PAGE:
Most bike batteries will handle rides of about 40 miles and need to be plugged in for at least a couple of hours to get to 80 percent of capacity. So if you have a more demanding commute, consider a model that lets you swap out the battery rather than a bike with an integrated battery. 

Different cycling terrain

Each e-bike system is tested on a flat road, a shallow hill (1.5% gradient), and a steeper hill (6% gradient). 

Many of the motor systems we’ve tested can not provide all of the levels of assistance described above on even a shallow hill, making them unsuitable for hilly areas.

Motor vehicle legislation

To remain exempt from motor vehicle legislation, an electric bicycle must be fitted with pedals capable of propelling the bike and comply with the following:

Power and Speed

Maximum (continuous) rated motor power 250W: EN15194 regulations require an electric bike to be capable of delivering 250 watts continuously without the motor being damaged (e.g. overheating).
Maximum speed with power assistance 25kmh (15.5mph in the UK)

Throttle control

‘Twist and gos’ – electric bikes manufactured with the capability of being powered by a throttle alone – have required type approval since January 2016. ‘Grandfather rights’ apply to ‘twist and go’ e-bikes prior to January 2016. (This is entirely separate to ‘walk assist mode’ throttles that power the bike to a 6kmh top limit i.e. walking speed, to help you push the bike along, which are not affected by this law update.)

Trikes and Quadricycles

EAPCs are permitted to have more than 3 wheels (with no weight restriction).


Since 6th April 2015, manufacturer’s plates should show the maximum assisted cut­-off speed, in addition to the previous requirements of manufacturer name, battery voltage and maximum continuous rated power.

Cycle standards

All pedelecs must comply with existing pedal cycle standards. The Pedal Cycles (Construction and Use) (Amendment) Regulations 2015 updated British Standard braking requirements to the 2014 BS EN Standard.

EN15194 safety standard

The official safety standard for pedelecs in force across Europe is EN15194, deeming the e-bike to be safe and fit for purpose. EN 15194 only concerns the electric part of the vehicle, whereas for the bicycle part EN 14764 applies.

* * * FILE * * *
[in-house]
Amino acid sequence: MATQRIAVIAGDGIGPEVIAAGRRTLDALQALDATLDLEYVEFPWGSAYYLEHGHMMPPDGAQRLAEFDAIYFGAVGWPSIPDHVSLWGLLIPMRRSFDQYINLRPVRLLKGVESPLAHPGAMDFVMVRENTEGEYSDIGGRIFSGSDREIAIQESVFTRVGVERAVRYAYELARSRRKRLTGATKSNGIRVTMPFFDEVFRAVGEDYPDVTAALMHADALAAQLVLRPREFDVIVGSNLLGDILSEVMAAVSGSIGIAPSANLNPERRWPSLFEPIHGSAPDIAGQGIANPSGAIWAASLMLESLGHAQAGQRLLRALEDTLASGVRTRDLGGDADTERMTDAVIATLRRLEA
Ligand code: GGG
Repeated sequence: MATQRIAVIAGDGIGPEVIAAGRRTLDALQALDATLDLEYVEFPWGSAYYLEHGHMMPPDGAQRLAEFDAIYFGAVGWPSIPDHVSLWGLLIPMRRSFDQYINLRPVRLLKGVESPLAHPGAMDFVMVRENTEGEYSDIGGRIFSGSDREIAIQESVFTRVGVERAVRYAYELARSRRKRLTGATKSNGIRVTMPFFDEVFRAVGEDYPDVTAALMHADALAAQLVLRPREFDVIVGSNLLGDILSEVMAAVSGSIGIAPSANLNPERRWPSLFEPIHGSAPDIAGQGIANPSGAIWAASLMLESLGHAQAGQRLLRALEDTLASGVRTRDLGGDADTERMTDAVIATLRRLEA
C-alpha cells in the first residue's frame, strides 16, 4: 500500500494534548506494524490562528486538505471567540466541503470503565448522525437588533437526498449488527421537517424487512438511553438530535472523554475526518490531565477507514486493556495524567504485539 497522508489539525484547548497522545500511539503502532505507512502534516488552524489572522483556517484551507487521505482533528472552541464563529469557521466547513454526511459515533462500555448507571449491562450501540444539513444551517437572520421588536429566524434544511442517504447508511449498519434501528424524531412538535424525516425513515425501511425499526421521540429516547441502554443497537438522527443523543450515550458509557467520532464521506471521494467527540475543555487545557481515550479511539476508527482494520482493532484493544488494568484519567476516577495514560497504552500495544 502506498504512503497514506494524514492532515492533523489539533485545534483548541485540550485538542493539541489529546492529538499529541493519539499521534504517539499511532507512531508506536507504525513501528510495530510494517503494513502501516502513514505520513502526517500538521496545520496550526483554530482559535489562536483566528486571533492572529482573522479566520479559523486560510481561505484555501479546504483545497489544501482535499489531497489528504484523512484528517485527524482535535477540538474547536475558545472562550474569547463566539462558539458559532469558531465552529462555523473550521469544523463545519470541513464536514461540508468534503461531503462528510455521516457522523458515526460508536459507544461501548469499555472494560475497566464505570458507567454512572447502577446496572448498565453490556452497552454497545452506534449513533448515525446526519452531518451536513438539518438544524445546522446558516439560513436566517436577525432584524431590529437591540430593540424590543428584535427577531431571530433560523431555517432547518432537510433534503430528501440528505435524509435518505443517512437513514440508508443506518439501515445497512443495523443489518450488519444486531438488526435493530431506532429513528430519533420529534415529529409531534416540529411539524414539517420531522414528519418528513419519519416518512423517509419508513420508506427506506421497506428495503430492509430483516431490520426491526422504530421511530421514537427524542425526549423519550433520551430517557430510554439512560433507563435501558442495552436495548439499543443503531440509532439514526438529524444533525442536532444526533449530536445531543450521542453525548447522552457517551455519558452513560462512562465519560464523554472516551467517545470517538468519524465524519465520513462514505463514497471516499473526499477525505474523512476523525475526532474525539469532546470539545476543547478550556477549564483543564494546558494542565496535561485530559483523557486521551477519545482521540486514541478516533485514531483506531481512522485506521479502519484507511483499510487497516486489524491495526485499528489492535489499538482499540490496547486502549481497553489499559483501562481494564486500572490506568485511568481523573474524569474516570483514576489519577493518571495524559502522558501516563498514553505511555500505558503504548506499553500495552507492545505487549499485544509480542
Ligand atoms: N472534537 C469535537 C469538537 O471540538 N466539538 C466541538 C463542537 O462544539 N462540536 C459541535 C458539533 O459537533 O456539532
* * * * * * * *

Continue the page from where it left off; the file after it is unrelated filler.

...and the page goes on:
All bikes that have passed testing will be issued with a certificate of compliance from the testing house.

Legal age

A rider must be 14 years old to ride an electric bike in the UK. In most European countries there is no lower age limit so anyone can legally ride a pedelec on public roads or where the public have access.

High power e-bikes / Speed pedelecs

Most electric bicycles sold in the UK have 250W (max continuous rated) motors and conform to both EU regulations and UK EAPC law.

What counts as an EAPC

An EAPC must have pedals that can be used to propel it.

It must show either:

  • the power output
  • the manufacturer of the motor

It must also show either:

  • the battery’s voltage
  • the maximum speed of the bike

Its electric motor:

  • must have a maximum power output of 250 watts
  • should not be able to propel the bike when it’s travelling more than 15.5mph

An EAPC can have more than 2 wheels (for example, a tricycle).

Hybrid Bikes

These bikes conform to the EU’s EN15194 regulations, and the basic stipulations of these are:

  • The bike must be pedal assist, not throttle-based
  • The bike must have a continually rated power output of 250W or less
  • The speed limit for assistance must be 25km/h

Fast Bikes

Above that standard there’s another: the speed pedelec, or S-pedelec. These bikes have a maximum assisted speed of 45km/h, and more powerful motors. They’re widely available from a range of manufacturers; Riese und Muller offer nearly all their bikes in a HS (High Speed ) build. And this is where it gets really complicated.

The adoption of the hybrid in Europe is on a state-by-state basis: there are no overarching EU regulations specifically for these bikes. Anything faster or more powerful than the EN15194 regulations allow technically needs to be type approved as a motor vehicle.

There are two standards: L1e-A, for motors up to 1Kw and speeds up to 25km/h, and L1e-B, for motors up to 4Kw and speeds up to 45km/h.